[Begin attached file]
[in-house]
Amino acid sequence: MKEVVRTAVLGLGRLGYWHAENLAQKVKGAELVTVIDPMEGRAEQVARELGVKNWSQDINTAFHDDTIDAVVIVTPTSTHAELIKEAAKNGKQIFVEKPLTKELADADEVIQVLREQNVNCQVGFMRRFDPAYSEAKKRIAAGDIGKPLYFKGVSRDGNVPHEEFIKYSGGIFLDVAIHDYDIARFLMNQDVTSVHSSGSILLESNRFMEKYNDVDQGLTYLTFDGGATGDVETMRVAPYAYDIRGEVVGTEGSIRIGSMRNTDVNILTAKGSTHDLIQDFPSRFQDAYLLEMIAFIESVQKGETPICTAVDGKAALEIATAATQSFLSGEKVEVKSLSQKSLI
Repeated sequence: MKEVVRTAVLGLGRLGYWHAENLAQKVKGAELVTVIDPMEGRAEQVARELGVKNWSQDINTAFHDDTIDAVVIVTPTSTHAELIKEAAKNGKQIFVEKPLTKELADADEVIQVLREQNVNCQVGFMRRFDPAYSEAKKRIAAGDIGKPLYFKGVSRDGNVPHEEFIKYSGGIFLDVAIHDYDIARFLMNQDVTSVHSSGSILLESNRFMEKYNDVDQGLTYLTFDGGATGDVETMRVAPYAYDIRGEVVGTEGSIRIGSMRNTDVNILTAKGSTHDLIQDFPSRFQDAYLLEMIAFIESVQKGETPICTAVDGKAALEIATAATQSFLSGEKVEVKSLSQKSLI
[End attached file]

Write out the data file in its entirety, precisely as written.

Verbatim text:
[in-house]
Amino acid sequence: MKEVVRTAVLGLGRLGYWHAENLAQKVKGAELVTVIDPMEGRAEQVARELGVKNWSQDINTAFHDDTIDAVVIVTPTSTHAELIKEAAKNGKQIFVEKPLTKELADADEVIQVLREQNVNCQVGFMRRFDPAYSEAKKRIAAGDIGKPLYFKGVSRDGNVPHEEFIKYSGGIFLDVAIHDYDIARFLMNQDVTSVHSSGSILLESNRFMEKYNDVDQGLTYLTFDGGATGDVETMRVAPYAYDIRGEVVGTEGSIRIGSMRNTDVNILTAKGSTHDLIQDFPSRFQDAYLLEMIAFIESVQKGETPICTAVDGKAALEIATAATQSFLSGEKVEVKSLSQKSLI
Repeated sequence: MKEVVRTAVLGLGRLGYWHAENLAQKVKGAELVTVIDPMEGRAEQVARELGVKNWSQDINTAFHDDTIDAVVIVTPTSTHAELIKEAAKNGKQIFVEKPLTKELADADEVIQVLREQNVNCQVGFMRRFDPAYSEAKKRIAAGDIGKPLYFKGVSRDGNVPHEEFIKYSGGIFLDVAIHDYDIARFLMNQDVTSVHSSGSILLESNRFMEKYNDVDQGLTYLTFDGGATGDVETMRVAPYAYDIRGEVVGTEGSIRIGSMRNTDVNILTAKGSTHDLIQDFPSRFQDAYLLEMIAFIESVQKGETPICTAVDGKAALEIATAATQSFLSGEKVEVKSLSQKSLI